It’s always good to get out of the office, especially when you can escape to something as big as the Canadian prairie and watch some cool military kit in action. This Tuesday afternoon I hooked up with David, the Padre of the Scots Dragoon Guards, and made my way to the leaguer of one their squadrons engaged in training at BATUS.

Challenger 2 moves at speed in a cloud of prairie dust.

Relaxed looking crew coming into leaguer after a hard day of training and a quick resup. They’ll he a few hours for a meal (scoff) and some rest before going out on a night range to shoot their tanks and small arms. Then a few hours sleep before rolling out at 07:00 for another day of training. And it’s only Day 3 of a 14 day ex.

One of the dangers of training on the summer-dry grass of the prairie is the chance of starting a fire. Here a flare has started a fire on a night range, and four BATUS staff are beating it out before it spreads.

The best part of my trip was watching the Squadron go through its paces on a night range. Here you can see what it looks like when one of these beasts opens up at night. I was absolutely terrified the first time one of these beasts opened up nearby. I was following close behind in the hatch of one of the BATUS safety vehicles, and was quite thrilled to have such a great vantage for this rare sight.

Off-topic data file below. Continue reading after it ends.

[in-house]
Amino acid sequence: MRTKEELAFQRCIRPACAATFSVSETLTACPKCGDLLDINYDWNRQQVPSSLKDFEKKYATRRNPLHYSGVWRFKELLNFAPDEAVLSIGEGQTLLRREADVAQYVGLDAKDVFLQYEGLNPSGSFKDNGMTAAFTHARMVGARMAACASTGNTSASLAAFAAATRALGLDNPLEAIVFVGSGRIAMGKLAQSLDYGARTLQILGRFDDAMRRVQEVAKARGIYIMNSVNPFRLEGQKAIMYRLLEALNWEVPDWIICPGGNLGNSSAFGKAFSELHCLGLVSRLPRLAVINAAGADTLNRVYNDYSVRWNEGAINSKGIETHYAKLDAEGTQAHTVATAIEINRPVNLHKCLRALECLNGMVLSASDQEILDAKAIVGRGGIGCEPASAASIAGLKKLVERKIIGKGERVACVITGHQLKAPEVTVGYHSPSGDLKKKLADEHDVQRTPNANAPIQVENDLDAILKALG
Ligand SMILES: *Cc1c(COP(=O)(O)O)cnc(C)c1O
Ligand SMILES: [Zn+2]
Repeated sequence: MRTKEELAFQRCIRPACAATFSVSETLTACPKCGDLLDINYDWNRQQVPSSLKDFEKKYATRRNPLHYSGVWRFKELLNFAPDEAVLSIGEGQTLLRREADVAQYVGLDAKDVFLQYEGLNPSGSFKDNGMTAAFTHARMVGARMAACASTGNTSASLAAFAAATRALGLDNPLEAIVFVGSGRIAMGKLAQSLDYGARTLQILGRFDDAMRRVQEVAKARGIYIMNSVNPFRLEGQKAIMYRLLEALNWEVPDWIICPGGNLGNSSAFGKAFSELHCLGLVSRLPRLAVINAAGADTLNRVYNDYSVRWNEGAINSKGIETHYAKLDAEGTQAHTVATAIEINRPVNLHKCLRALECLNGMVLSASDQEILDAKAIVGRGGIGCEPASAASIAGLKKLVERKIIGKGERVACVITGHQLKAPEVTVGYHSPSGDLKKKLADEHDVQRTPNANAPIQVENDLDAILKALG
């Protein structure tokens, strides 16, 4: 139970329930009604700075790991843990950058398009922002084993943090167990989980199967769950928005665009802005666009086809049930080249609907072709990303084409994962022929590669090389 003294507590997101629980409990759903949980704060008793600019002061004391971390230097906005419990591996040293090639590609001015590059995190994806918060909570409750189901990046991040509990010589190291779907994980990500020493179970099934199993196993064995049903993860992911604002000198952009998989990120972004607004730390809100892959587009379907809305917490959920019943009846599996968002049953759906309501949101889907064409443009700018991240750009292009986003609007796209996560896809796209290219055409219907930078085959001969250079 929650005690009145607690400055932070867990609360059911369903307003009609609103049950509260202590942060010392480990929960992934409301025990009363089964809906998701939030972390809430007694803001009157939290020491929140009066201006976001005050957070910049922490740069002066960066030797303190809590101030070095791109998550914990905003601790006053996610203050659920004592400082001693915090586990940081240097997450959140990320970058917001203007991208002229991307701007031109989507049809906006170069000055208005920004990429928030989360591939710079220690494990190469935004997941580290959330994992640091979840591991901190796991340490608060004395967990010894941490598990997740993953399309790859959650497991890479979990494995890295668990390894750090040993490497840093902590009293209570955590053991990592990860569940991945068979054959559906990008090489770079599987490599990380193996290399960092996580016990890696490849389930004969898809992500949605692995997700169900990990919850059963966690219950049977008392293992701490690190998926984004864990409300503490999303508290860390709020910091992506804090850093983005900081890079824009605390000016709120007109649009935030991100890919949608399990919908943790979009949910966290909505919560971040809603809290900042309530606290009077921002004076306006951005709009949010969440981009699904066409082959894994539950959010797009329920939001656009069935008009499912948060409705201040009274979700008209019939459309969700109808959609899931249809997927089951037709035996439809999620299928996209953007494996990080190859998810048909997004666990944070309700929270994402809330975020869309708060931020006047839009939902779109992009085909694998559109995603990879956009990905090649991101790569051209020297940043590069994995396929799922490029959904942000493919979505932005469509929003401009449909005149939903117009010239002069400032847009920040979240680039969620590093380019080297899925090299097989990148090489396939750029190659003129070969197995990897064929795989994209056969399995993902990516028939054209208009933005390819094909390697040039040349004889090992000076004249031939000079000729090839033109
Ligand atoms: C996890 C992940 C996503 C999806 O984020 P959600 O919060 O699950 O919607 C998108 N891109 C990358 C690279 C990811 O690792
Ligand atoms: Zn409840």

Every time I go out into the BATUS training area I am amazed at the skill of the British Army and the dedication of the exercise staff who keep them safe and prepare them for the deployments to come. This was one of those work days at BATUS where I simply adore my job.

0 Responses

  1. Fantastic photos, Mike. Thanks for posting. I'm very jealous that you're getting to see the Challengers in action this close, and at night. Wow….dreams do come true!

  2. Fun stuff! Glad to see you're having fun out there… never been to BATUS, what're the temperatures like this time of year? In my ignorance I pictured snow drifts, reindeers and penguins. Perfect exercise conditions.

  3. Very interesting to see and hear. I have to admit to liking the look of all this modern 'kit', and the temptation to building up some kind of modern, post Cold War army is strong. I'm not overfond of resisting temptation.

    And yet I have to admit to a strong sense of unease as to the purposes to which these equipments are directed. I guess it's the distaste I feel for the policies that have been leading to their use that discourages me.

    Of course I'm being inconsistent, if not hypocritical, withal. A couple of my favorite armies (that I own) are the Confederates and the WW2 Wehrmacht. I neither case am I any sort of admirer of the political leadership that misused these forces – their policies or their persons.